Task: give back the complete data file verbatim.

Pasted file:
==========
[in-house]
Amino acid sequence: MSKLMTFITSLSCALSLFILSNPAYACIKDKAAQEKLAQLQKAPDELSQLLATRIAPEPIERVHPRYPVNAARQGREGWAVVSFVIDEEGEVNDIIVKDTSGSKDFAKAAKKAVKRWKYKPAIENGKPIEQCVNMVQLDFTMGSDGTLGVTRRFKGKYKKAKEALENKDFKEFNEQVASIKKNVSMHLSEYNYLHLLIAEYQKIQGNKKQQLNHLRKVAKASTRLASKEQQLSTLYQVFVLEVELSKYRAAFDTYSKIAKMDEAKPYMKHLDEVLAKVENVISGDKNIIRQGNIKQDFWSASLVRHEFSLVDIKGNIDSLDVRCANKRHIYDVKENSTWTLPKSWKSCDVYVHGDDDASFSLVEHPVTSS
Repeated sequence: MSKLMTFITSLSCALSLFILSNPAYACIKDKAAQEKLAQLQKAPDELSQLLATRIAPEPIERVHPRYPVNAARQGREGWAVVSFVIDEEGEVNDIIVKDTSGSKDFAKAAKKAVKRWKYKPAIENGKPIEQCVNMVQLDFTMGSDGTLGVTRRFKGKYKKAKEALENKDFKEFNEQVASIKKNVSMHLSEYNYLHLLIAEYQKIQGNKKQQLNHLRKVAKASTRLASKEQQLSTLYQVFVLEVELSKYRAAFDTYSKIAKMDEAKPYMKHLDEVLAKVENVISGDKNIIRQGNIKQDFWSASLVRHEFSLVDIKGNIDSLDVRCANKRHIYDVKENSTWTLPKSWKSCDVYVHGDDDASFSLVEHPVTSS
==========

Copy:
[in-house]
Amino acid sequence: MSKLMTFITSLSCALSLFILSNPAYACIKDKAAQEKLAQLQKAPDELSQLLATRIAPEPIERVHPRYPVNAARQGREGWAVVSFVIDEEGEVNDIIVKDTSGSKDFAKAAKKAVKRWKYKPAIENGKPIEQCVNMVQLDFTMGSDGTLGVTRRFKGKYKKAKEALENKDFKEFNEQVASIKKNVSMHLSEYNYLHLLIAEYQKIQGNKKQQLNHLRKVAKASTRLASKEQQLSTLYQVFVLEVELSKYRAAFDTYSKIAKMDEAKPYMKHLDEVLAKVENVISGDKNIIRQGNIKQDFWSASLVRHEFSLVDIKGNIDSLDVRCANKRHIYDVKENSTWTLPKSWKSCDVYVHGDDDASFSLVEHPVTSS
Repeated sequence: MSKLMTFITSLSCALSLFILSNPAYACIKDKAAQEKLAQLQKAPDELSQLLATRIAPEPIERVHPRYPVNAARQGREGWAVVSFVIDEEGEVNDIIVKDTSGSKDFAKAAKKAVKRWKYKPAIENGKPIEQCVNMVQLDFTMGSDGTLGVTRRFKGKYKKAKEALENKDFKEFNEQVASIKKNVSMHLSEYNYLHLLIAEYQKIQGNKKQQLNHLRKVAKASTRLASKEQQLSTLYQVFVLEVELSKYRAAFDTYSKIAKMDEAKPYMKHLDEVLAKVENVISGDKNIIRQGNIKQDFWSASLVRHEFSLVDIKGNIDSLDVRCANKRHIYDVKENSTWTLPKSWKSCDVYVHGDDDASFSLVEHPVTSS